August 16, 2005 – Hewlett Packard, the world’s largest printer manufacturer and second largest computer producer, said profits for the third quarter fell 88 percent due to costs from bringing back overseas earnings.
Profit for the third quarter at Hewlett Packard’s Imaging and Printing Group fell 7.8 percent to $771 million, from $836 million during the same period last year. The fall in profit came as the company was forced to cut printer prices in order to gain market share, according to a statement by HP’s CEO Mark Hurd in a conference call with investors today. Overall sales for the company rose 9.9 percent to $20.8 billion for the quarter ending July 31.
It has been a busy year of HP, which in February ousted CEO Carly Fiorina and replaced her with Hurd. Following Hurd’s instatement, the company began a series of reorganization measures, including efforts to distance the imaging unit from the PC division and ending a deal to resell Apple’s iPod. In July, HP also announced plans to cut 14,500 jobs and an overhaul of the company’s retirement plan that Hurd has said will save the company $1.9 billion.
"We have succeeded in doing two difficult things at once," Hurd said in today’s call. "We stayed focused on delivering a strong quarterly performance and we launched a significant restructuring effort."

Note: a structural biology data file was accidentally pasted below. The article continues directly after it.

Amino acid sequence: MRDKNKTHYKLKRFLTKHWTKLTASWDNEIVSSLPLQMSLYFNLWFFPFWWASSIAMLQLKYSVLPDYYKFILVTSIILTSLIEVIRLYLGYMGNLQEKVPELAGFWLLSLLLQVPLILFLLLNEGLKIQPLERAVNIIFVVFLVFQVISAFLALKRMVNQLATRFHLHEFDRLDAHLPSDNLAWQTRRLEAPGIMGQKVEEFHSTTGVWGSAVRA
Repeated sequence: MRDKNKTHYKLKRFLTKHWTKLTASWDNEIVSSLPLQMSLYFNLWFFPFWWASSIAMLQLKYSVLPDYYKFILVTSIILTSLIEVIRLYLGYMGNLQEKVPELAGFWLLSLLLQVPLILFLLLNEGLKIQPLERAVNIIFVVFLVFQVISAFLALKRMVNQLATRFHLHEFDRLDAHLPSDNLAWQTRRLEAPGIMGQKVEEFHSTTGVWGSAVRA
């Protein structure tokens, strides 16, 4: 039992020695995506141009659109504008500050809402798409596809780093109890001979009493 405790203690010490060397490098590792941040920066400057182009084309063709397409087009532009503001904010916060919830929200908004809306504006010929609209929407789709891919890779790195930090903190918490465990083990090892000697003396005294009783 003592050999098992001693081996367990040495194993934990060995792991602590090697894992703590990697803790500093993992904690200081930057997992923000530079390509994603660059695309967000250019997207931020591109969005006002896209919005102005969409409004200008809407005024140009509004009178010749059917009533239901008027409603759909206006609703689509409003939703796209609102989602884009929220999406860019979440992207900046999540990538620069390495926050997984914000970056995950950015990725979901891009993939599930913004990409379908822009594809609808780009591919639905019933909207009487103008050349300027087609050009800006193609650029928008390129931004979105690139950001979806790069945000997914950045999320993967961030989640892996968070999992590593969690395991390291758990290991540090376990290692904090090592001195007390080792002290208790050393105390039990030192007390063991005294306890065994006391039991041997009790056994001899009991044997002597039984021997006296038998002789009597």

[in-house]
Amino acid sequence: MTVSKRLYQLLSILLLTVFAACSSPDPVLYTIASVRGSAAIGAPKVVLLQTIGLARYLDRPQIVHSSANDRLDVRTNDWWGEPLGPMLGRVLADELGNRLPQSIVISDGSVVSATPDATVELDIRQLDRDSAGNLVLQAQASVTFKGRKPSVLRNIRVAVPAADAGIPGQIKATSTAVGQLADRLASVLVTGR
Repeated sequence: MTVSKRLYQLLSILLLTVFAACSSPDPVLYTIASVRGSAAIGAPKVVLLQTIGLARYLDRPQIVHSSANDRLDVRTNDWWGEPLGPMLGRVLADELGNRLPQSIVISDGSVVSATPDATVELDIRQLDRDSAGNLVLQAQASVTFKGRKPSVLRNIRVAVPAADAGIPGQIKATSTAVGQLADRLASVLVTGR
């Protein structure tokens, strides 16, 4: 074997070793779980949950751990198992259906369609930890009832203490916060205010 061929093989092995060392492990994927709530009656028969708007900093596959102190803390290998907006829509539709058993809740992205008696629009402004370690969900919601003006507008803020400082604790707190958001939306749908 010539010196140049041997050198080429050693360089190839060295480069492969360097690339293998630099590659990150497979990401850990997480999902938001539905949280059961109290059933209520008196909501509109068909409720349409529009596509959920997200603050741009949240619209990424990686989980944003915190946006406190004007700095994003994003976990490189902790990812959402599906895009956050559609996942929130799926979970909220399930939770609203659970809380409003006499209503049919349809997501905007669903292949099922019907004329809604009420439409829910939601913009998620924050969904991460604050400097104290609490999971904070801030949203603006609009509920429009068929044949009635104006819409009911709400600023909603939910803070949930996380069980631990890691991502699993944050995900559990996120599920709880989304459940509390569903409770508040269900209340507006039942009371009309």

Net income at the Palo Alto-based Hewlett Packard fell to $73 million from $586 million a year earlier, according to a statement the company released today. The steep decline in income was attributed to $988 million in tax-related costs while the company brings back $14.5 billion in over-seas earnings.
Hewlett Packard is forecasting that revenue in the fourth quarter will be in the range of $22.4 billion - $22.8 billion on strong sales of consumer products during the busy holiday season.
With a wide range of products that include digital cameras, televisions PCs and printers, analysts have speculated that HP may be forced to spin-off the Imaging and Printing Group, its most profitable segment, in order to effectively compete with the increased competition from printing newcomer Dell Computer. "We’re in the business we’re in," Hurd said in response to queries about a possible split during today’s call.